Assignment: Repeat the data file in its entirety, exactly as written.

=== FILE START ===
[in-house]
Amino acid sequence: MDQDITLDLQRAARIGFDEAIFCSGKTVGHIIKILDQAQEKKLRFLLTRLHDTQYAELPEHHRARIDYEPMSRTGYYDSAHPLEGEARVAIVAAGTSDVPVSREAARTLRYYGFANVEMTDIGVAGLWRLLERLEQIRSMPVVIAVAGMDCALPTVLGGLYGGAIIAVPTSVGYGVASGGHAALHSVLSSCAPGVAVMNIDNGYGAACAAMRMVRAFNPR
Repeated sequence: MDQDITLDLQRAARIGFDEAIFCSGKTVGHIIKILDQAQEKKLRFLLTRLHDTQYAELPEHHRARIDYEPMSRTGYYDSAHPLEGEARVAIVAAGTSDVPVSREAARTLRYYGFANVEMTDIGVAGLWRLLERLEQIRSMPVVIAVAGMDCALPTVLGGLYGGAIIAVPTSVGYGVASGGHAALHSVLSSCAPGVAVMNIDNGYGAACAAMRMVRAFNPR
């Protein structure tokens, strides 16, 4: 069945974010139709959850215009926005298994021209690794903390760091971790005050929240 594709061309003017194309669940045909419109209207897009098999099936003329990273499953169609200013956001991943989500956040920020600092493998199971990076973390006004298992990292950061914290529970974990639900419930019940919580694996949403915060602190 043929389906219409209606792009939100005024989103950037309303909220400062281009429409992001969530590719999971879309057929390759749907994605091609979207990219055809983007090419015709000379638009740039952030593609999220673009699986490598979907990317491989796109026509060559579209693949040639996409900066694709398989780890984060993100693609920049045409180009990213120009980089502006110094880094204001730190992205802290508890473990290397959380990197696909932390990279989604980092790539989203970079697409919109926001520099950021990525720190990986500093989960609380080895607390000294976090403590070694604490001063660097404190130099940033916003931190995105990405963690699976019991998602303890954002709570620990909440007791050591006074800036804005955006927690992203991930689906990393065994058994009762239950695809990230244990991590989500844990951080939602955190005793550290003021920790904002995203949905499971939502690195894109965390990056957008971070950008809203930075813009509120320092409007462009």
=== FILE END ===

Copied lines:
[in-house]
Amino acid sequence: MDQDITLDLQRAARIGFDEAIFCSGKTVGHIIKILDQAQEKKLRFLLTRLHDTQYAELPEHHRARIDYEPMSRTGYYDSAHPLEGEARVAIVAAGTSDVPVSREAARTLRYYGFANVEMTDIGVAGLWRLLERLEQIRSMPVVIAVAGMDCALPTVLGGLYGGAIIAVPTSVGYGVASGGHAALHSVLSSCAPGVAVMNIDNGYGAACAAMRMVRAFNPR
Repeated sequence: MDQDITLDLQRAARIGFDEAIFCSGKTVGHIIKILDQAQEKKLRFLLTRLHDTQYAELPEHHRARIDYEPMSRTGYYDSAHPLEGEARVAIVAAGTSDVPVSREAARTLRYYGFANVEMTDIGVAGLWRLLERLEQIRSMPVVIAVAGMDCALPTVLGGLYGGAIIAVPTSVGYGVASGGHAALHSVLSSCAPGVAVMNIDNGYGAACAAMRMVRAFNPR
């Protein structure tokens, strides 16, 4: 069945974010139709959850215009926005298994021209690794903390760091971790005050929240 594709061309003017194309669940045909419109209207897009098999099936003329990273499953169609200013956001991943989500956040920020600092493998199971990076973390006004298992990292950061914290529970974990639900419930019940919580694996949403915060602190 043929389906219409209606792009939100005024989103950037309303909220400062281009429409992001969530590719999971879309057929390759749907994605091609979207990219055809983007090419015709000379638009740039952030593609999220673009699986490598979907990317491989796109026509060559579209693949040639996409900066694709398989780890984060993100693609920049045409180009990213120009980089502006110094880094204001730190992205802290508890473990290397959380990197696909932390990279989604980092790539989203970079697409919109926001520099950021990525720190990986500093989960609380080895607390000294976090403590070694604490001063660097404190130099940033916003931190995105990405963690699976019991998602303890954002709570620990909440007791050591006074800036804005955006927690992203991930689906990393065994058994009762239950695809990230244990991590989500844990951080939602955190005793550290003021920790904002995203949905499971939502690195894109965390990056957008971070950008809203930075813009509120320092409007462009």